I have a few key triggers that draw me to certain games, Cyberpunk setting is certainly one of them, another one is sprite-based graphics that one certainly gets me sat up in my chair. Ladies, Gentlemen, and androids this is Disjunction.
Disjunction is developed by Ape Tribe Games and is the latest title attempting to take a slice of that gritty noir-soaked Cyberpunk pie. A mysterious drug called Shard is taking over the city and the game initially puts you in the gumshoes of Frank Monroe P.I, it won’t be long until you meet the game’s two other protagonists Joe and Spider who are just as cliche as the P.I being a boxer and hacker!.
While the story isn’t breaking any new ground at all, it does react not only to your choices but your actions throughout which is quite impressive, and most of all it’s a well-written mystery that will grab the majority of players from the initial scene which smacks of noir in all the best ways.
Disjunction visually is all kinds of my bag, focusing on a sprite-based style reminiscent of the 16bit era, rather than going the Neon route, Disjunction focuses on a darker grittier colour scheme, harsher yellows and the like. The sprite work on show is outstanding and had me sold from the initial smoke stemming from a cigarette sat in an ashtray by Frank’s bed in his overly empty and dark apartment.
Disjunction is a top-down game with a control scheme closely following the twin-stick shooter genre. Left stick moves, right stick aims, trigger shoots and you have buttons to trigger your sneaking and also your abilities. Much like a certain other stealth game of the Metal variety, when you are sneaking you can see a “visibility cone” thus giving you the room to plan and react accordingly.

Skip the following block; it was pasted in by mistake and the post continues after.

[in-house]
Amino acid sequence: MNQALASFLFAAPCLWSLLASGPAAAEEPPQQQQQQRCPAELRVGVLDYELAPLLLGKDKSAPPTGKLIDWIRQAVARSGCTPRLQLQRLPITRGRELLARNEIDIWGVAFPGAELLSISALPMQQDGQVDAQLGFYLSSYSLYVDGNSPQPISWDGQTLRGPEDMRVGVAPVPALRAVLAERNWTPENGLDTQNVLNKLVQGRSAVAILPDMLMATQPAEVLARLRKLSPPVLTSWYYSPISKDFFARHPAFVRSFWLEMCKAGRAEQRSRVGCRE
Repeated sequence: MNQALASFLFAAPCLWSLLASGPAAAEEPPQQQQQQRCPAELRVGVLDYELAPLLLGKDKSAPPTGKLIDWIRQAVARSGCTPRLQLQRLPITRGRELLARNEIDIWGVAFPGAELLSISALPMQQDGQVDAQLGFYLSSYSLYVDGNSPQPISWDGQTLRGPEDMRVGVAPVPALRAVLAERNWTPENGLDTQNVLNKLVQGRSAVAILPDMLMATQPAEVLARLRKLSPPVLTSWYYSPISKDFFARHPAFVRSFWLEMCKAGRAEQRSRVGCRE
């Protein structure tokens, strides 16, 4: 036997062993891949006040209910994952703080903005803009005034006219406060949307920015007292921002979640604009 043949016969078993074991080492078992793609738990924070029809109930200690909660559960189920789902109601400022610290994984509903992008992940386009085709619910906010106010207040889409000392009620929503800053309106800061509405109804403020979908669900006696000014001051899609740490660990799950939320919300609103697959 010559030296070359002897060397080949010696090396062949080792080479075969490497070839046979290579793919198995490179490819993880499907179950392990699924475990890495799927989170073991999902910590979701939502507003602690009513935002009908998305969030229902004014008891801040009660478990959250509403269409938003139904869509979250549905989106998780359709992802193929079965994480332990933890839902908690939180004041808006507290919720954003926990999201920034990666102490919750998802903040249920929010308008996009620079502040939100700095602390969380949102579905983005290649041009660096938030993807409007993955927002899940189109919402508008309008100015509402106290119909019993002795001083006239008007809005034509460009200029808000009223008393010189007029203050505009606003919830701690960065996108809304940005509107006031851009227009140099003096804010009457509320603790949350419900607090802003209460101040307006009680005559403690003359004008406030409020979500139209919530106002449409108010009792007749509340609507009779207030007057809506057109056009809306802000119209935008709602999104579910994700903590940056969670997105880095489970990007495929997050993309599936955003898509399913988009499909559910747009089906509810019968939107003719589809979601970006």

Depending on which character you currently inhabit you’re given a range of abilities, these use energy that isn’t exactly raining down from the sky, one of the biggest dilemmas is when to use what so you’re not caught out down the line without any energy. Alongside this, you also have to factor in your health and finally your ammo count.
The tagline of the game is “no one has to die unless you want them too” and yes the game is fluid enough to allow stealth or combat or even a mix of both to really stretch the dynamics of the story. What I did find interesting about it though was it felt more geared to stealth around the board with every character, even Joe our boxer and presumed tank of the crew.
Disjunction clocks in at around 8/10 hours and the fact the story changes with your actions and responses means you’ll find yourself ready to jump back in and twist the narrative someone doubling the playtime.
Aside from music randomly jumping in when it sound have been quiet and the odd time my input didn’t quite work I had no issues with Disjunction in the performance department and the pickup and play nature of the Nintendo Switch really benefited the gameplay.
I had a moody, complicated and dark time with Disjunction which being a noir/Cyberpunk title it was exactly what I wanted. While not quite as balanced in the combat department as I’d have liked the game is still a fantastic title and the price point is honestly staggering at how cheap it is for what you get in terms of quality and content.
A much tighter and enjoyable Cyberpunk experience than others at less than a quarter of the price!